Simultaneous gene expression profiling in human macrophages infected with Leishmania major parasites using SAGE
1 Laboratoire d'Immuno-Pathologie, Vaccinologie et Génétique Moléculaire (LIVGM), WHO Collaborating Center for Research and Training in Leishmaniasis, Institut Pasteur de Tunis, 13 place Pasteur, BP 74, 1002 Tunis-Belvédère, Tunisia
2 Laboratoire International Associé (LIA) "Ingénierie Biomoléculaire", Centre National de Recherche Scientifique (CNRS), France
3 Groupe d'Etude des Transcriptomes (GET), Institut de Génétique Humaine, UPR CNRS 1142, 141, rue de la Cardonille, Montpellier cedex5, 34396, France
4 Skuld-Tech, 88, cour des Camisards, Montpellier, 34080, France
BMC Genomics 2008, 9:238 doi:10.1186/1471-2164-9-238Published: 21 May 2008
Leishmania (L) are intracellular protozoan parasites that are able to survive and replicate within the harsh and potentially hostile phagolysosomal environment of mammalian mononuclear phagocytes. A complex interplay then takes place between the macrophage (MΦ) striving to eliminate the pathogen and the parasite struggling for its own survival.
To investigate this host-parasite conflict at the transcriptional level, in the context of monocyte-derived human MΦs (MDM) infection by L. major metacyclic promastigotes, the quantitative technique of serial analysis of gene expression (SAGE) was used.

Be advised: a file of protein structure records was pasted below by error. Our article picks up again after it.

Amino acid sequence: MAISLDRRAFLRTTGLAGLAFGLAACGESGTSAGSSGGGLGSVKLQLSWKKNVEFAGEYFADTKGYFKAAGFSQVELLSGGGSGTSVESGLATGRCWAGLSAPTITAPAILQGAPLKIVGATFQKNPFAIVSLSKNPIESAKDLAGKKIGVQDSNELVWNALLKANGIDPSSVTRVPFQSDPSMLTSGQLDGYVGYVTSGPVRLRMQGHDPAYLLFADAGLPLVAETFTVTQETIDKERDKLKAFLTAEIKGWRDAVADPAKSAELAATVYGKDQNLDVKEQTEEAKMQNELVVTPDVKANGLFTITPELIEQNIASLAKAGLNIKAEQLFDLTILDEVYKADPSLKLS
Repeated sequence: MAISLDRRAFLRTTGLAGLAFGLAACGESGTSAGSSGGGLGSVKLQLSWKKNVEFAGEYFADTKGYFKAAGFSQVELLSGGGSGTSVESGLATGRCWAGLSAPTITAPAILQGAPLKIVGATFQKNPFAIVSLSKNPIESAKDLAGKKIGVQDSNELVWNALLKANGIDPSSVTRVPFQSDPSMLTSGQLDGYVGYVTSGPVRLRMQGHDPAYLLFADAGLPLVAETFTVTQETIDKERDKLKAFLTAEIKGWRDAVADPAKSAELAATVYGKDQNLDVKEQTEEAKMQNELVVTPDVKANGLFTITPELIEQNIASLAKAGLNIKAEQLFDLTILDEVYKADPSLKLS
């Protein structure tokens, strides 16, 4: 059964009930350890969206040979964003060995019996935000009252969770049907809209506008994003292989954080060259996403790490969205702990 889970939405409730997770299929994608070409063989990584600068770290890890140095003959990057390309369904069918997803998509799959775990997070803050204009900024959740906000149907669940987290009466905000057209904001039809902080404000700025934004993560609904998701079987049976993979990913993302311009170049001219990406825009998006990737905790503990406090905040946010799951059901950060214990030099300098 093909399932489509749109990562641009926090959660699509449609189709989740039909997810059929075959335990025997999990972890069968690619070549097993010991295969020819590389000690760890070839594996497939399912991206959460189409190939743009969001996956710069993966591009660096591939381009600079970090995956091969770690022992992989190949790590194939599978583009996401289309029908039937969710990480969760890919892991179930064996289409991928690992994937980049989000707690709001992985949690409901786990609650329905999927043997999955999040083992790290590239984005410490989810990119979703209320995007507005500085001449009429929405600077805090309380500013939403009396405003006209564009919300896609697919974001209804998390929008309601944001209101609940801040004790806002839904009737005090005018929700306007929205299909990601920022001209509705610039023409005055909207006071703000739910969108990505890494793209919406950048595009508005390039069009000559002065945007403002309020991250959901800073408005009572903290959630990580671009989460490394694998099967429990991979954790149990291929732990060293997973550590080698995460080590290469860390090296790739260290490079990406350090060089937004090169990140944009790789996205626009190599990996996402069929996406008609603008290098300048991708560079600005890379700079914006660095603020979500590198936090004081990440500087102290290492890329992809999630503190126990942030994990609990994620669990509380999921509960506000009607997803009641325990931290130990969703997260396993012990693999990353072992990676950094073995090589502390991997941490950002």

After extracting mRNA from resting human MΦs, Leishmania-infected human MΦs and L. major parasites, three SAGE libraries were constructed and sequenced generating up to 28,173; 57,514 and 33,906 tags respectively (corresponding to 12,946; 23,442 and 9,530 unique tags). Using computational data analysis and direct comparison to 357,888 publicly available experimental human tags, the parasite and the host cell transcriptomes were then simultaneously characterized from the mixed cellular extract, confidently discriminating host from parasite transcripts. This procedure led us to reliably assign 3,814 tags to MΦs' and 3,666 tags to L. major parasites transcripts. We focused on these, showing significant changes in their expression that are likely to be relevant to the pathogenesis of parasite infection: (i) human MΦs genes, belonging to key immune response proteins (e.g., IFNγ pathway, S100 and chemokine families) and (ii) a group of Leishmania genes showing a preferential expression at the parasite's intra-cellular developing stage.
Dual SAGE transcriptome analysis provided a useful, powerful and accurate approach to discriminating genes of human or parasitic origin in Leishmania-infected human MΦs. The findings presented in this work suggest that the Leishmania parasite modulates key transcripts in human MΦs that may be beneficial for its establishment and survival. Furthermore, these results provide an overview of gene expression at two developmental stages of the parasite, namely metacyclic promastigotes and intracellular amastigotes and indicate a broad difference between their transcriptomic profiles. Finally, our reported set of expressed genes will be useful in future rounds of data mining and gene annotation.